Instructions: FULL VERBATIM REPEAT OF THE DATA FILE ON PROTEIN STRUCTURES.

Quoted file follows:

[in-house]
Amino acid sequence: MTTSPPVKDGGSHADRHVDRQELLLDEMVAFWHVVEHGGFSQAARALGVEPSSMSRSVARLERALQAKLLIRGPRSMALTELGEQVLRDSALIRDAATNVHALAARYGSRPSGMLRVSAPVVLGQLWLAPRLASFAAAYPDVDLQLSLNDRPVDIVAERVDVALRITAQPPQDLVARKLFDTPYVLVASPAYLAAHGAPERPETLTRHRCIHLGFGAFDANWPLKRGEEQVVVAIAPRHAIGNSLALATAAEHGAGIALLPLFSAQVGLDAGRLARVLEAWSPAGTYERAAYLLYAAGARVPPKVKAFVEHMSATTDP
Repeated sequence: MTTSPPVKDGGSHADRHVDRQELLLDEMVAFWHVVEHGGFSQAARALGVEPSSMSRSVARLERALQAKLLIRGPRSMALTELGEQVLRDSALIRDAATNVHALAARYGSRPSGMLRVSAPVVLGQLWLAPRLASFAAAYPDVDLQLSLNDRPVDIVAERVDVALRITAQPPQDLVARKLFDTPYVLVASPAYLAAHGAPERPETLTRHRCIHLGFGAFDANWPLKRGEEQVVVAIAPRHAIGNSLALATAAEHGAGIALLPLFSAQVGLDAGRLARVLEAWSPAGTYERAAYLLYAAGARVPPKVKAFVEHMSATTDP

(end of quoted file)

[in-house]
Amino acid sequence: MTTSPPVKDGGSHADRHVDRQELLLDEMVAFWHVVEHGGFSQAARALGVEPSSMSRSVARLERALQAKLLIRGPRSMALTELGEQVLRDSALIRDAATNVHALAARYGSRPSGMLRVSAPVVLGQLWLAPRLASFAAAYPDVDLQLSLNDRPVDIVAERVDVALRITAQPPQDLVARKLFDTPYVLVASPAYLAAHGAPERPETLTRHRCIHLGFGAFDANWPLKRGEEQVVVAIAPRHAIGNSLALATAAEHGAGIALLPLFSAQVGLDAGRLARVLEAWSPAGTYERAAYLLYAAGARVPPKVKAFVEHMSATTDP
Repeated sequence: MTTSPPVKDGGSHADRHVDRQELLLDEMVAFWHVVEHGGFSQAARALGVEPSSMSRSVARLERALQAKLLIRGPRSMALTELGEQVLRDSALIRDAATNVHALAARYGSRPSGMLRVSAPVVLGQLWLAPRLASFAAAYPDVDLQLSLNDRPVDIVAERVDVALRITAQPPQDLVARKLFDTPYVLVASPAYLAAHGAPERPETLTRHRCIHLGFGAFDANWPLKRGEEQVVVAIAPRHAIGNSLALATAAEHGAGIALLPLFSAQVGLDAGRLARVLEAWSPAGTYERAAYLLYAAGARVPPKVKAFVEHMSATTDP